Is Snooki in charge of grading bar exams in New Jersey?
If I turned on MTV and found out that the cast from the Jersey Shore had been given the “challenge” of grading the February 2012 New Jersey bar exam, I wouldn’t be surprised. I’ll say that again: SNOOKI COULDN’T DO A WORSE JOB THAN THE NEW JERSEY BOARD OF LAW EXAMINERS RIGHT NOW!
They don’t respond to emails. They don’t meet deadlines. They told people that they failed the bar when they did not. Jon Corzine didn’t mess up MF Global as much as New Jersey has botched the administration of this freaking test.
The incompetence is so intense that it’s hard to believe it’s an accident. It seems like the NJ BOLE should have to try to be this bad. Well, maybe they are. Last night, a tipster offered up a possible economic motive for all of the “issues” that have come up with the last administration of the New Jersey bar.
It’s petty and short-sighted, but I’m not sure there’s any level of corruption that you can confidently say is too low for the Garden State….
Here’s a little rule I just made up: People who do poorly in legal writing at New York Law School should not file pro se complaints against their school. It’s a good rule for people who don’t want to embarrass themselves.
I think I’ll call my brand-new maxim the “Timothy Keefe Rule.” The kid deserves something after getting smacked around by a New York appellate court. Here’s the set up, from the First Department opinion in Keefe v. New York Law School:
Plaintiff, a transfer student at defendant law school, commenced this action alleging, inter alia, that defendant breached an implied contract of good faith and fair dealing with him as a result of a grade he received in his Legal Writing II course. Claiming that he was unfairly disadvantaged because he did not take Legal Writing I at the law school, plaintiff seeks to require the law school to change its grading system from letter grades to pass/fail.
Keefe’s suit was dismissed at the Supreme Court level, and the dismissal was affirmed by the Appellate Division. I sure do hope he tries one more time at the Court of Appeals, because this is the kind of terrible argument I can’t get enough of …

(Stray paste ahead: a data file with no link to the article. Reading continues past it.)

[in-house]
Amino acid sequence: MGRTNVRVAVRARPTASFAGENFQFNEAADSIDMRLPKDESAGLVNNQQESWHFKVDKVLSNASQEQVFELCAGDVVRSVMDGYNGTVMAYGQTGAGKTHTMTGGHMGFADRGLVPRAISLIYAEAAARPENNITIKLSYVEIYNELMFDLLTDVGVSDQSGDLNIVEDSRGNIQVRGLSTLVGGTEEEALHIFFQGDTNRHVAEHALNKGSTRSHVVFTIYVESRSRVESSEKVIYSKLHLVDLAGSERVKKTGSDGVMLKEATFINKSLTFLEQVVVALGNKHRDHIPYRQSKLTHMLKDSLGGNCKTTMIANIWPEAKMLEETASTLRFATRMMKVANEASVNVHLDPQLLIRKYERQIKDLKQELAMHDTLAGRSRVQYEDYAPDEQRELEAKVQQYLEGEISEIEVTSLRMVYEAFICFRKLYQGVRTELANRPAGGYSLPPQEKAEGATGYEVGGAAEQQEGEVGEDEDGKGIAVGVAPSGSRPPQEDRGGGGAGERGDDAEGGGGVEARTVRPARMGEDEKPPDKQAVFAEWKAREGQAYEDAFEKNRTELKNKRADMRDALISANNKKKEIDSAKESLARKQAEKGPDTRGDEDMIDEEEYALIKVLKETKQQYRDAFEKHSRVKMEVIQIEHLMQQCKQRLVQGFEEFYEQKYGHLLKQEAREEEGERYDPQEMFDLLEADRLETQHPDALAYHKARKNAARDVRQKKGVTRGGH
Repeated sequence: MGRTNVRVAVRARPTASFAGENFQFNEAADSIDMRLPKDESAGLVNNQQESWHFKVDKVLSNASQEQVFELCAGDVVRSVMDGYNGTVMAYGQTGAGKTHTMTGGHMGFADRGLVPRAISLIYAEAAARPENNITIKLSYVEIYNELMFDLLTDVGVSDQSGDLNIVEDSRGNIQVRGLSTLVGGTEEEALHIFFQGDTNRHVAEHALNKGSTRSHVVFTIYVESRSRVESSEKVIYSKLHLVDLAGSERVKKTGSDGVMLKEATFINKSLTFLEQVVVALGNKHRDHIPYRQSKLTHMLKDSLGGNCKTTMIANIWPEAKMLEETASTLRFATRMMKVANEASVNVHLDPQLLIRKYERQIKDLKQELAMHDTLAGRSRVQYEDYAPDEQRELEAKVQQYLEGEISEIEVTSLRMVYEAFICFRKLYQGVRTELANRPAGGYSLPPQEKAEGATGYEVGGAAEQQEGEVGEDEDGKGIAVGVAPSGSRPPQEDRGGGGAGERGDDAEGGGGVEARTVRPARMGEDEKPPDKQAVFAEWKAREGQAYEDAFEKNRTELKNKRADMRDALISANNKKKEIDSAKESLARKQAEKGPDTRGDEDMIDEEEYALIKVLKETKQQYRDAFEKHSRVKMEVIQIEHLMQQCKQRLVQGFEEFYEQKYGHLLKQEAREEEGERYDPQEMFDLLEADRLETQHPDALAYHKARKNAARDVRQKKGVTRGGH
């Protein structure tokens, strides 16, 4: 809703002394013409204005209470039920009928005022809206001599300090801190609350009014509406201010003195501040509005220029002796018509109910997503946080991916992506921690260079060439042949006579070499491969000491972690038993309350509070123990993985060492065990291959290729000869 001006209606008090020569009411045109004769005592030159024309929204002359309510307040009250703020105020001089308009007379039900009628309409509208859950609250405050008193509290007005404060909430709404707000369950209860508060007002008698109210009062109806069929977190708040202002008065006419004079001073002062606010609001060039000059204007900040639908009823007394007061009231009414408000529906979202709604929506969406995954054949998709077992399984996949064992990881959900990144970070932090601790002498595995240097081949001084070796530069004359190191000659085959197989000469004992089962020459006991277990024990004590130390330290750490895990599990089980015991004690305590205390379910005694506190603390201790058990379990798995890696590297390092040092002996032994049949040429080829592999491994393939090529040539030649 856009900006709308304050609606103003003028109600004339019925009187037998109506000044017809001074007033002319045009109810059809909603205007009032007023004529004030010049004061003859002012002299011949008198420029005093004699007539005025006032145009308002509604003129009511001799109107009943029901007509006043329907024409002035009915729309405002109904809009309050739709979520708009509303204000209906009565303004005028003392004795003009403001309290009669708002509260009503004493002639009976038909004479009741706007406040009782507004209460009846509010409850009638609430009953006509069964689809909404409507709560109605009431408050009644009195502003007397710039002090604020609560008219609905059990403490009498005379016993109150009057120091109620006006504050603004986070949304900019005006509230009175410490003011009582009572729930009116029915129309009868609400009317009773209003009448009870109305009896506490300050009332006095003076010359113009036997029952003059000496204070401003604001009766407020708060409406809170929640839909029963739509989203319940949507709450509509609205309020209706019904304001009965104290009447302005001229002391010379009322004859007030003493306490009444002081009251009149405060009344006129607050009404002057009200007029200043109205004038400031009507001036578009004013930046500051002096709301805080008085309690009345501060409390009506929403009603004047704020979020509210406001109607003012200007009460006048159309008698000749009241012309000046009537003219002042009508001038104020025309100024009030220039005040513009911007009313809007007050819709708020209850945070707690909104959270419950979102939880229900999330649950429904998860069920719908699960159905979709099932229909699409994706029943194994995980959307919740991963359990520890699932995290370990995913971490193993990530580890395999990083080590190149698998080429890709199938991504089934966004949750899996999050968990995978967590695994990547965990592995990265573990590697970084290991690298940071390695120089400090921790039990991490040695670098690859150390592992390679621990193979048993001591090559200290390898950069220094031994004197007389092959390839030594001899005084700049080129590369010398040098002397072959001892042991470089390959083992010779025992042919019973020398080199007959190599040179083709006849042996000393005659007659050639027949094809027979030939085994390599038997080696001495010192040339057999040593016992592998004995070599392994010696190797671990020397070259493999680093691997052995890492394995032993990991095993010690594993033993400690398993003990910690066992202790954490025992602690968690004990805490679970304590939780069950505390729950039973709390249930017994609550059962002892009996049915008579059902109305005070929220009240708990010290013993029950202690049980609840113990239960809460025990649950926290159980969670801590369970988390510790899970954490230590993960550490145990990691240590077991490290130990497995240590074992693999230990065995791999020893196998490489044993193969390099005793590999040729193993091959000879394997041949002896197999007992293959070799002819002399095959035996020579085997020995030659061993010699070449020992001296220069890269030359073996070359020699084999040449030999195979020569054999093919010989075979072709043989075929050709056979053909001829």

The legal industry is being disrupted at every level by technological advances. While legal tech entrepreneurs and innovators are racing to create a more efficient and productive future, there is widespread indifference on the part of attorneys toward these emerging technologies.
Ed. note: The Asia Chronicles column is authored by Kinney Recruiting. Kinney has made more placements of U.S. associates, counsels and partners in Asia than any other recruiting firm in each of the past seven years. You can reach them by email: email@example.com.
We at Kinney Asia have made a number of FCPA / White Collar US associate placements in Hong Kong / China thus far in 2014. Most of such placements have been commercial litigation associates from major US markets, fluent in Mandarin, switching to FCPA / White Collar litigation. Some have already had FCPA experience, but those are difficult candidates for firms to find (this will change in coming years as US firms are now promoting FCPA / White Collar to their 2L summers who are fluent in Mandarin and have an interest in transferring to China at some point).
Legal Week quoted Kinney’s Head of Asia, Evan Jowers, extensively in the following relevant article here.
There is a new trend in the market, though, where mid-level transactional US associates, fluent in spoken Mandarin and written Chinese, are interviewing for and in some cases landing junior FCPA / White Collar spots in Hong Kong / China at very top tier US firms.
When the LexisNexis Cloud Technology Survey results were reported earlier this year, it showed that attorneys were starting to peer less skeptically into the future, and slowly but surely leaning more toward all the benefits the law cloud has to offer.
Because let’s face it, plenty of attorneys are perhaps a bit too comfortable with their “system” of practice management, which may or may not include neon highlighters, sticky notes, dog-eared file folders, and a word processing program that was last updated when the term “raise the roof” was still de rigueur.